A near-eye display is a device that brings a visual display as close to you as headphones bring sound. A well-known recent example is Google’s smart glasses, Google Glass. A small, lightweight near-eye display would be of great use for these mobile devices or in industries such as medicine and aerospace, where there exist stringent size and weight constraints. The potential applications of compact optical systems have driven interest in freeform optics.
Traditional optics, such as a lens, relies on the shape of its surface and its volume to bend light. However, it is difficult to manufacture the sharp curvatures and complex forms utilized in freeform optics using existing technologies. To solve this problem, UW Electrical Engineering (EE) and Physics Assistant Professor Arka Majumdar and his group have developed visible frequency freeform optical elements by leveraging nano-patterned surfaces, known as metasurfaces. These planar metasurfaces mimic the curved surfaces in traditional optics and induce spatially varying changes in phase with an ultrathin and flat form factor, enabling cheap and simple fabrication of freeform elements.
The work comes from Majumdar’s paper “Metasurface Freeform Nanophotonics,” which was recently published in Scientific Reports. The researchers demonstrated metasurfaces with a cubic phase profile, demonstrating extended depth of focus and focal-tunable lenses. This work clearly demonstrates the effectiveness of metasurface technology to build ultra-thin freeform optical elements.
The technology developed by Majumdar’s group is inspired by earlier work in diffractive optics, where spatial phase shifts were achieved by varying the thickness of the device. Majumdar’s group took a slightly different approach — they use sub-wavelength structures, which allow for multiple phase-shifts by only changing the lateral geometry. This enables a flat component, which is easier to manufacture.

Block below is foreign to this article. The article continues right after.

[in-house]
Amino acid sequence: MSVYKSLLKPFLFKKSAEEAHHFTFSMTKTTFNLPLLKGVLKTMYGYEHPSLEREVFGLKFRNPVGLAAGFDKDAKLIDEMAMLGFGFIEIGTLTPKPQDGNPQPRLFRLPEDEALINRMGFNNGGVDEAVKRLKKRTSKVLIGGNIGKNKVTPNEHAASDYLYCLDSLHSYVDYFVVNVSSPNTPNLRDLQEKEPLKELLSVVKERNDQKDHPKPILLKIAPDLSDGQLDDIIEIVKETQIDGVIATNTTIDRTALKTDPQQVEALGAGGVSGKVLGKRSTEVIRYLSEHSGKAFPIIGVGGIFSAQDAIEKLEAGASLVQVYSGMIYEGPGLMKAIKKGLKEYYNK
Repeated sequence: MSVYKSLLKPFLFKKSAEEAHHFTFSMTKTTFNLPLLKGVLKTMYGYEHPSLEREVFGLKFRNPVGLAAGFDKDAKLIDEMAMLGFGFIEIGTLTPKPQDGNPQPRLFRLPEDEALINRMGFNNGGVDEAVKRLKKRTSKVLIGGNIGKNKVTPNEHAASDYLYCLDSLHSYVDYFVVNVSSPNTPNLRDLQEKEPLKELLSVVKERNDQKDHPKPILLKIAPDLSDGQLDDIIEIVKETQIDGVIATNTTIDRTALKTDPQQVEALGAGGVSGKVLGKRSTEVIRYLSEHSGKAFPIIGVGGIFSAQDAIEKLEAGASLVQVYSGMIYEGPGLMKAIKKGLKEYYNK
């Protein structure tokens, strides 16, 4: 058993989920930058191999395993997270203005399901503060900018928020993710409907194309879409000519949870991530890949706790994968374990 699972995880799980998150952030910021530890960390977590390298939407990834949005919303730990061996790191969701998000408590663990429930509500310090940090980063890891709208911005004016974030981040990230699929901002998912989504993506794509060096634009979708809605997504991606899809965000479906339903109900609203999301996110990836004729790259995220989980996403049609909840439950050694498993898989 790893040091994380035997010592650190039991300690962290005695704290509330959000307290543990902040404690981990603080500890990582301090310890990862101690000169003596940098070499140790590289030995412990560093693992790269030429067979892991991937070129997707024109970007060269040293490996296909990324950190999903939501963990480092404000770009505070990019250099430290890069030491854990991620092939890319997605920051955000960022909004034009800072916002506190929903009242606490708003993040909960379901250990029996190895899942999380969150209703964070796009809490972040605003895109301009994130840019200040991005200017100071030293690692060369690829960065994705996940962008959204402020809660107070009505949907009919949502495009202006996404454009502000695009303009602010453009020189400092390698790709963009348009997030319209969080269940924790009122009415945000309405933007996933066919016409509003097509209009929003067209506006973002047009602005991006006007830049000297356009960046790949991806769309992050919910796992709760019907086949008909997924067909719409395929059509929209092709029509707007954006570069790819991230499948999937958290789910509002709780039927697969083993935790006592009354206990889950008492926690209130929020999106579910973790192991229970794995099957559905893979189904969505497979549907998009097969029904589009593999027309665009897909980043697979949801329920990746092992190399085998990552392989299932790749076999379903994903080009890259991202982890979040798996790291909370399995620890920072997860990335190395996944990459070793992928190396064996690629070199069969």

“Not only do these structures eliminate the need for multiple stage lithography, the sub-wavelength nature allows us to fabricate spatial profiles with large phase gradients,” lead author and UW physics graduate student Alan Zhan said. “Realizing large phase gradients opens the possibility of building monolithic optical systems, like electronic integrated circuits.”
These metasurface freeform elements being developed by Majumdar and his group could enable complex optical systems, encompassing uses from vision-correcting eyewear to multi-focal augmented reality visors to implantable microscopes, all while maintaining an ultra-compact form-factor.
“The two fields metasurface and freeform optics are led by two disconnected groups of scientists, and our approach will open up more opportunities for dialogue and cooperation between these two fields,” Majumdar said. “Our current focus is on integrating these elements into existing systems. By incorporating them with optical systems, they’ll be able to demonstrate imaging. A next step would be integrating them with solid-state mirrors, so they’ll be able to develop monolithic optical systems.”
Co-authors on the paper are EE graduate student Shane Colburn and postdoctoral scholar Dr. Chris Dodson. The research is funded in part by an Intel Early Career Award and Amazon Catalyst.